Sport Olympics Rio Olympics 2016: Aussie diving duo overcome challenges to win bronze

Rio Olympics 2016: Aussie diving duo overcome challenges to win bronze

Maddison Keeney and Anabelle Smith were "in shock" after their bronze medal win. Photo: Getty
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One has greatly struggled with nerves in the past, while the other has battled career-threatening injuries.

Maddison Keeney and Anabelle Smith live and train in different cities but contest an event that – as its name suggests – demands as perfect synchronisation as possible.

Yet on an overcast Rio afternoon, with winds strong enough to blow signage off scaffolding at the outdoor Maria Lenk Aquatics Centre, Keeney and Smith managed to win an Olympic bronze medal for Australia in the women’s synchro three-metre springboard event.

The fact they have persevered through so many setbacks gives you an indication of how they clawed their way back into the competition to eventually climb the podium.

Keeney and Smith were sitting in eighth and last position on the overall standings following the opening two rounds, a reverse dive pike on their second attempt failing to win over the judges.

A pep talk with the Australian coaching staff was enough to stave off any threat of panic and they rebounded to eventually put themselves in fifth place heading into the final round.

Diving before Canada, their chief rival for the bronze medal, Keeney and Smith coolly produced a score of 71.10 via a forward two-and-a-half somersault with a twist to move provisionally into third place.

Maddison Keeney and Anabelle Smith claimed Australia's first Olympic medal in the event since 2004.
Maddison Keeney and Anabelle Smith claimed Australia’s first Olympic medal in the event since 2004. Photo: Getty

The Canadians, Jennifer Abel and Pamela Ware, had developed a habit of edging out the Australians late in competitions, but on this occasion they fell short with Keeney and Smith scoring 299.19 to 298.32 on the final standings.

Keeney stares down threat of nerves

For New Zealand-born Keeney, she hopes the poise she showed in joining Smith to fight their way back into contention will help “silence the critics”, a reference to the suggestion she cannot handle the nerves of major competition.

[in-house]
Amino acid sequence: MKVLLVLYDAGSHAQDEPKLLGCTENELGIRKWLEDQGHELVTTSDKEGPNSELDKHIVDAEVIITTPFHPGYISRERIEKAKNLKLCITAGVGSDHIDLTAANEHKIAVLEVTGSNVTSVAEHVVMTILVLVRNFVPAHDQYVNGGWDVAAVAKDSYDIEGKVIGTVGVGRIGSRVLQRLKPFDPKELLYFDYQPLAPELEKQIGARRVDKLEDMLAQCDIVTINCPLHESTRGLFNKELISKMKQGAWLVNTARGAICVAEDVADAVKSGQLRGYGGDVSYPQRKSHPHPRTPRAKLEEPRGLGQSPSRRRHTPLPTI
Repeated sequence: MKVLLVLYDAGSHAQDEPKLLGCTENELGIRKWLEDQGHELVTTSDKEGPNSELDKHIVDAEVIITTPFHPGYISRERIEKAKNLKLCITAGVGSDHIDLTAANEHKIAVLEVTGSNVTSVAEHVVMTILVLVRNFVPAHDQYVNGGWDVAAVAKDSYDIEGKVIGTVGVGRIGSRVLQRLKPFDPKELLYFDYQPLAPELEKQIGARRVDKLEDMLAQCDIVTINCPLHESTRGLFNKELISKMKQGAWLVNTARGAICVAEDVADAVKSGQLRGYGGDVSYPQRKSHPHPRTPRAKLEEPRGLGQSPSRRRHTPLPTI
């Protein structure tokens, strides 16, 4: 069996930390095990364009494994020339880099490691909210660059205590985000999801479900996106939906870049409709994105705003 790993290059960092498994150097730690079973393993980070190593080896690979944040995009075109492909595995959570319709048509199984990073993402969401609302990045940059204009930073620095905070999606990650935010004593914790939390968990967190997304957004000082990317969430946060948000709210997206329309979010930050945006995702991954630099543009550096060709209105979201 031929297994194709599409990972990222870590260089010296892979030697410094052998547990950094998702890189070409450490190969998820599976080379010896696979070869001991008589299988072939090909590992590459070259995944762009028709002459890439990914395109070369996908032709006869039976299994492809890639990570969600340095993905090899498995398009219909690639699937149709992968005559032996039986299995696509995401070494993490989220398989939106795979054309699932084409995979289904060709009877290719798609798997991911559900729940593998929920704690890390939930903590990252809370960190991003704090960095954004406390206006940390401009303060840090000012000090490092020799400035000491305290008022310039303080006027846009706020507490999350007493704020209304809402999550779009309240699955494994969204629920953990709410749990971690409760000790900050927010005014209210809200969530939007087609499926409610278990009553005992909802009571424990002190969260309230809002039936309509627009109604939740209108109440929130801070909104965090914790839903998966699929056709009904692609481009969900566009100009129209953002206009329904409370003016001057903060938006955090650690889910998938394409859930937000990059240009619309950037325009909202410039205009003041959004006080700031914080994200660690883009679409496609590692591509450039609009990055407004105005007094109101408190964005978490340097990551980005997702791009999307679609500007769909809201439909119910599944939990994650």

Keeney recorded a score of zero on her final dive in the one-metre springboard final at last year’s world championships in Kazan, slipping from fourth to 12th and last place in the process.

Footage of her dive in Kazan cruelly became viral on social media but the 20-year-old is confident nerves will not be her undoing in the future.

“I’ve had lots of problems in the past but I think that I have grown a lot as a diver over the last couple of years and months,” said Keeney, who was making her Olympic debut in Rio.

“I’m [now] ready.”

Smith, who alongside Sharleen Stratton was fifth in the synchro three-metre springboard at the London Olympics, had also faced the prospect she might never fulfil her potential.

The bubbly Smith had previously fought back from finger and rib injuries that prevented her from competing, yet she had never given up hope she could return to the sport she loves.

“My finger and my rib have both given me issues,” she said.

“But I’ve worked through them and I’ve spent my time on the sidelines watching everyone else dive and I can tell you it wasn’t a fun time.

“But to be standing here today with a medal around our neck makes it all worth it.”

Keeney and Smith have faced an additional obstacle, as they have lived interstate from each other since 2014.

Smith resides in Melbourne and Keeney in Brisbane, but occasionally their schedules align and they are able to train together in the Queensland capital.

Keeney’s Olympic program is not over, as she will take part in the three-metre springboard event on Friday (Rio time), while Smith is not contesting any of the individual events.


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